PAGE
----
LOUISVILLE, Ky. (WDRB) -- It has been called Louisville's darkest day, a day of disaster and the most tragic day in Kentucky's history. For Louisville, on April 3, 1974, it all started at Freedom Hall.

WHAS Radio Traffic Reporter Dick Gilbert was flying above the city in a traffic chopper, and described the scene.

"Now the wind damage hit the roof of Freedom Hall and it tore three big holes in the roof then it moved on to the eastern end of the building and it ripped off about a third of the roof here. The horse barns are no more," Gilbert said.

Dave Reeves, a meteorologist for the National Weather Service, was on duty that day.

"Someone yelled into where I was, 'Come look at this!'" Reeves recalled. "And I just took four or five steps and I could see out the front of the terminal building at Standiford Field. And I just saw a shaft over, a black shaft over Freedom Hall."

"It wasn't like the little small tornadoes that you would see. This thing was so huge," said Doug Keisker, lineman for South Central Bell.

The tornado tore across Eastern Parkway and Bardstown Road.

"All those tall poles, 80-foot poles, every one of them were just snapped and were just lying across the road," Keisker said. "It looked like a war zone."

The twister ripped a path of destruction through Seneca and Cherokee parks, taking down every tree in sight.

Meanwhile in Crescent Hill, the Denker family was settling in for the night.

"I just remember how dark it became outside," Brian Denker said.

"It was huge, it was black. I don't remember it twisting or anything, I just remember seeing it and in the house I went and got mom," said Crescent Hill resident Trini Lunsford.

"I just yelled, 'get to the basement.' And so everybody ran," said Jean Denker.

"My grandparents and I just made it to the bottom of the steps and into the store room when it hit," Lunsford said.

"You can hear things moving around, things breaking.  But you're in the store room, trying to stay alive," said Crescent Hill resident Kathy Bridwell. "Heard it, felt it, I mean the house was rumbling."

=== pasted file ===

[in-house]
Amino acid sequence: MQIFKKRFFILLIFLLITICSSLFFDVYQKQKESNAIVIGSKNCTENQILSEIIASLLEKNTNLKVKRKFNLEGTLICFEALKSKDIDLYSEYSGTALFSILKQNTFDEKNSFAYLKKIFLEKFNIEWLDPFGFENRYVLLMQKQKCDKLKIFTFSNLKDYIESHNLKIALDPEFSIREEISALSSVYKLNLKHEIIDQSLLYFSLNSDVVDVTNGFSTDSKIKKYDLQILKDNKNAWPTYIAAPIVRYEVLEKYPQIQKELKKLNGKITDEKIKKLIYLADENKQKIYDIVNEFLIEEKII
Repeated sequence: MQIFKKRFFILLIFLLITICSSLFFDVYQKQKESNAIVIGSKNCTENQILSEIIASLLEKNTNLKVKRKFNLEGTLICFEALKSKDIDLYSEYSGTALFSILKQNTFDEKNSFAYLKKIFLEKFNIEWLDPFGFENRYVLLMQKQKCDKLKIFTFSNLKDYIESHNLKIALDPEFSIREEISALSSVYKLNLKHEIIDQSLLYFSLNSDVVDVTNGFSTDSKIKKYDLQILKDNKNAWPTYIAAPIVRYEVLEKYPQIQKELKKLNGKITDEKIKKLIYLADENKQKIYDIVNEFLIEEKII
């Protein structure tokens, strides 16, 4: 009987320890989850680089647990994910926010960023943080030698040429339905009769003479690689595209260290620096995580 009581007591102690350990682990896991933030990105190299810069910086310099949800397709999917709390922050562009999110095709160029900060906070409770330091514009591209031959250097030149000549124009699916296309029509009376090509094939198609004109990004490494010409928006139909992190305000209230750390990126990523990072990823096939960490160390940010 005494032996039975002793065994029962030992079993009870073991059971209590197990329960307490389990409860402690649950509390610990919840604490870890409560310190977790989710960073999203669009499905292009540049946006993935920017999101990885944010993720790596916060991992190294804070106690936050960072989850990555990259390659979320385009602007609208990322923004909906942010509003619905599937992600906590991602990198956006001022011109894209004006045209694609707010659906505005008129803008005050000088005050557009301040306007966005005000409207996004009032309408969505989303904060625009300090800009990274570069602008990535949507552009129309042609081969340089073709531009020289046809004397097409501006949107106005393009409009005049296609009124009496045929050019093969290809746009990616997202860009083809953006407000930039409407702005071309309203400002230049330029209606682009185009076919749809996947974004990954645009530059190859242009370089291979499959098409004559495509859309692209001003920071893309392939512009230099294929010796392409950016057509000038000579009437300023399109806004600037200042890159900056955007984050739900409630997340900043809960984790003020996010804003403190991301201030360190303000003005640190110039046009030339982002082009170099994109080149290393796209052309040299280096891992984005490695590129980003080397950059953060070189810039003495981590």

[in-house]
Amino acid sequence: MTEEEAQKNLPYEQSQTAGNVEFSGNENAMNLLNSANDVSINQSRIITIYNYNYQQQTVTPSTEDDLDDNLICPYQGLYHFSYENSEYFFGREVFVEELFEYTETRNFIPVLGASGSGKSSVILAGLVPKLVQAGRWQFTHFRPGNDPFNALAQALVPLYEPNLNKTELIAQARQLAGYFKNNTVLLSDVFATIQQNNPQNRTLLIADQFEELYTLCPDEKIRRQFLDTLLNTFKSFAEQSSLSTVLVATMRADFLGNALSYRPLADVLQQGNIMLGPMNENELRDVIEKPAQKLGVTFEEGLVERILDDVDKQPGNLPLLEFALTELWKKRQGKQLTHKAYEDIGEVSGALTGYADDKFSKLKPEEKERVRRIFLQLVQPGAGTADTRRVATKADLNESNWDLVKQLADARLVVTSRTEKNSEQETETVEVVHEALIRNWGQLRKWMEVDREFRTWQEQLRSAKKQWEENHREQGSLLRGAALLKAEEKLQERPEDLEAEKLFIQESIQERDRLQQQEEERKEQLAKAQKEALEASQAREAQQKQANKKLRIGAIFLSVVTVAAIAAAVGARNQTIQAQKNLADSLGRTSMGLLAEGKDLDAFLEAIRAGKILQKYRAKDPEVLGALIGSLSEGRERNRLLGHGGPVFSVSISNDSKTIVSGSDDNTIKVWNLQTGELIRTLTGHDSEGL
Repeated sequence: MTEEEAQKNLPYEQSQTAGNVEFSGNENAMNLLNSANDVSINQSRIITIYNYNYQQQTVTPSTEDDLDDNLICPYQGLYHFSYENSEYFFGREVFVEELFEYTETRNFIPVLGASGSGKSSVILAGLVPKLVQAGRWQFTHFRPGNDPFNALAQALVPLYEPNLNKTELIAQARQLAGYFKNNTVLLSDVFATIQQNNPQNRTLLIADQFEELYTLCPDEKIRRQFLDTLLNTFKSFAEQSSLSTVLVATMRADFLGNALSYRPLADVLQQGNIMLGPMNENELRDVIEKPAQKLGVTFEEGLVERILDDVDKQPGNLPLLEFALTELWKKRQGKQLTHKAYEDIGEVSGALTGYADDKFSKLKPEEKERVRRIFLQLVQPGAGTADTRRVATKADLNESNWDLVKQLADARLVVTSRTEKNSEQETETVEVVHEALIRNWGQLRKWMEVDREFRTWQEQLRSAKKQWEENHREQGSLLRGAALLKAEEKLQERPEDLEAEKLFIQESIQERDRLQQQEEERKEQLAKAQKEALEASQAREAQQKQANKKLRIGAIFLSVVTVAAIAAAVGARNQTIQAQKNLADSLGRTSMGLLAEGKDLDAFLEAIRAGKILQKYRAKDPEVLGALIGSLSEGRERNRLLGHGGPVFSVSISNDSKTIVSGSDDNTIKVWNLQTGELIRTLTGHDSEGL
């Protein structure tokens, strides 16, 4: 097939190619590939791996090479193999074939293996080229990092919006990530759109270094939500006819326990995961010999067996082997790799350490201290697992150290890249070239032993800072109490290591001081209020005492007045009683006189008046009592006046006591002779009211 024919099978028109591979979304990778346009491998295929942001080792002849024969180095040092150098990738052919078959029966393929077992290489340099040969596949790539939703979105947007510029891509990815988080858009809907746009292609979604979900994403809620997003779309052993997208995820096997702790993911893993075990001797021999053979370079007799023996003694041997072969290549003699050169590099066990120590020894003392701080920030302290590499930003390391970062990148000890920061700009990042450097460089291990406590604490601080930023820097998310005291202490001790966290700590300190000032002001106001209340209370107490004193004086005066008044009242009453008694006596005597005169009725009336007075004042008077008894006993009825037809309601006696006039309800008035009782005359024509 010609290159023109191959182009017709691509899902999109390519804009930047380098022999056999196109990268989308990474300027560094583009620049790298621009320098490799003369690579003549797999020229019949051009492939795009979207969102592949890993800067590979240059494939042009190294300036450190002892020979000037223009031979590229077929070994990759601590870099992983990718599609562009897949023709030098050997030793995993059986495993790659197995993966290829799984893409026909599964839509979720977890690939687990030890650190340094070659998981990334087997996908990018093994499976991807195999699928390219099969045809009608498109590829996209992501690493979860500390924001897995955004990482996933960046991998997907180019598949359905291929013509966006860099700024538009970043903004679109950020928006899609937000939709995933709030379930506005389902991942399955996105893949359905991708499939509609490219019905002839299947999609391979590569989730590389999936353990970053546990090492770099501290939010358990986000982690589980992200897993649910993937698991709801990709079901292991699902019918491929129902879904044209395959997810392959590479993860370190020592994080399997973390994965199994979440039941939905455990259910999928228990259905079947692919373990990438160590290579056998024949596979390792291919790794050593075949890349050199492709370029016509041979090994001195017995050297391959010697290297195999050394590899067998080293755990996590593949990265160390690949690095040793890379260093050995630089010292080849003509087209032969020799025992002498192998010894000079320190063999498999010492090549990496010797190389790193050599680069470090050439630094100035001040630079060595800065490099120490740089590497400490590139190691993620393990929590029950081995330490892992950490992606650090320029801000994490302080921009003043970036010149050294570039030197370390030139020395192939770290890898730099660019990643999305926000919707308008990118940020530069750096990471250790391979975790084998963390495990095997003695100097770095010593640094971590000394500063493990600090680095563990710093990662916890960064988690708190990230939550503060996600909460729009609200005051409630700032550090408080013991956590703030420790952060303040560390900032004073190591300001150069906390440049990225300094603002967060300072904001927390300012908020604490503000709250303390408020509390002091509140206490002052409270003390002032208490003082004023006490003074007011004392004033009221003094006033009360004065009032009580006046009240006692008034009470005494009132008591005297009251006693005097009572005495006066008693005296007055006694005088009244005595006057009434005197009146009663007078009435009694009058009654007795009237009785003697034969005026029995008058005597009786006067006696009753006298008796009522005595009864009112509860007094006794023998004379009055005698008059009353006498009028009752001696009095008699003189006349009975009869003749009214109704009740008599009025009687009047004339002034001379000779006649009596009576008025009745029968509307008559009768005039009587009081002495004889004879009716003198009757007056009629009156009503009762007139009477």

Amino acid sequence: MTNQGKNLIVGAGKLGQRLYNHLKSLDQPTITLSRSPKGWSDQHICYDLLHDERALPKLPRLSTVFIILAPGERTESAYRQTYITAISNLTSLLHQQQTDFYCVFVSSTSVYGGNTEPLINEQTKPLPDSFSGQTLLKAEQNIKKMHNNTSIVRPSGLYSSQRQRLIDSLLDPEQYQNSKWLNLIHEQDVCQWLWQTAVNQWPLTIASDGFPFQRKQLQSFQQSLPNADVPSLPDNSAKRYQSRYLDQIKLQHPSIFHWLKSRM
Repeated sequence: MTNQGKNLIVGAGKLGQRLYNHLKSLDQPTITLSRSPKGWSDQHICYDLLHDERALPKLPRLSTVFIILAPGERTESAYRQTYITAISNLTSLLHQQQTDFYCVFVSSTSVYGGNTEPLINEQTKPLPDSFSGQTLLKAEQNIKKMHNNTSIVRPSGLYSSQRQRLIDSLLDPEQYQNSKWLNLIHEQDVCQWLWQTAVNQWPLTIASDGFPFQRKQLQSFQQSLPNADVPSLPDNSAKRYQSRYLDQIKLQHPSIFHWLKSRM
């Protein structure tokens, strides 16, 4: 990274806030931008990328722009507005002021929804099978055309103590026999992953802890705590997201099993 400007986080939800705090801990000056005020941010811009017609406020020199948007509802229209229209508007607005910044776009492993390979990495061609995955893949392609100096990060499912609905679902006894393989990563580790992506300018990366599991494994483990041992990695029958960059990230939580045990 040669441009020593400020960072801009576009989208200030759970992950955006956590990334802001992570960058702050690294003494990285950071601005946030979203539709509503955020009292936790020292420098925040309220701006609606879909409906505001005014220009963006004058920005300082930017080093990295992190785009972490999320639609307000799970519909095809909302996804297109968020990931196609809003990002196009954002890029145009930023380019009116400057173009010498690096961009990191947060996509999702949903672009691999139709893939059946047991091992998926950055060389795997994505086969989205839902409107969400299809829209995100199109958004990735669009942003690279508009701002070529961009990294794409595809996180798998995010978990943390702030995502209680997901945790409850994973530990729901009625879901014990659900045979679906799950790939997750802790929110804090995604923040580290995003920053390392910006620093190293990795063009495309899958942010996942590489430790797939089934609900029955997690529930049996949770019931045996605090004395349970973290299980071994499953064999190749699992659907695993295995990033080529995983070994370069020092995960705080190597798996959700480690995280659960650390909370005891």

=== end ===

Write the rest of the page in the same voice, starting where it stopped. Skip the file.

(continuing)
"Other victims say, they say you can hear that roar, and I definitely heard the roar," Brian Denker said. "It just sounded like a train, sitting on top the ceiling. I mean, just a huge wind tunnel, you could just feel it right on top you, and that's all you could hear, you couldn't hear anything else."

"Big sycamore tree in the yard next door fell on the house; which, when the tree fell, it blew out the walls, it blew out the windows, it made paint chips fall from the ceiling," Bridwell said.

The rampage continued into Indian Hills.

"I looked down the street and it was just total, complete devastation," said Indian Hills resident Gary Bockhorst. "It was probably, maybe about 400, 500-yard swath. But everything in that was just total destruction."

"The trees did an awful lot of damage. At the time I had these huge pen oak trees in the front yard, and about four or five of them hit the house," he said.

"My son at the time was here with his mother and to get out of the house they had to climb over some trees to get out a window."

His son, Gary Bockhorst Jr. said, "When we came back up from the basement, it took us a while to get out because there was so much debris."

"Literally, the basement door is on one end of the house and we actually had to crawl through stuff and we actually exited through this window here on the other end of the house."

"When we came up, I have such a visual memory of everything that was just destroyed," Lunsford said.

"I remember being so scared that you thought another tornado was going to come any minute," said Brian Denker, holding back tears.

"I just said 'don't cry,' I said 'we'll make it,'" Jean Denker said.

The Louisville tornado traveled 20 miles, from near the Fairgrounds to the east end.

That's where it lifted into western portions of Oldham County. Three people were killed there and more than 200 others hurt.

Some say if it wasn't for damage reports from Brandenburg and southern Indiana, the death toll could've been much higher.

"I always thought, kind of in my mind, that the people of Brandenburg paid the price and saved a lot of people in Louisville," Reeves said.

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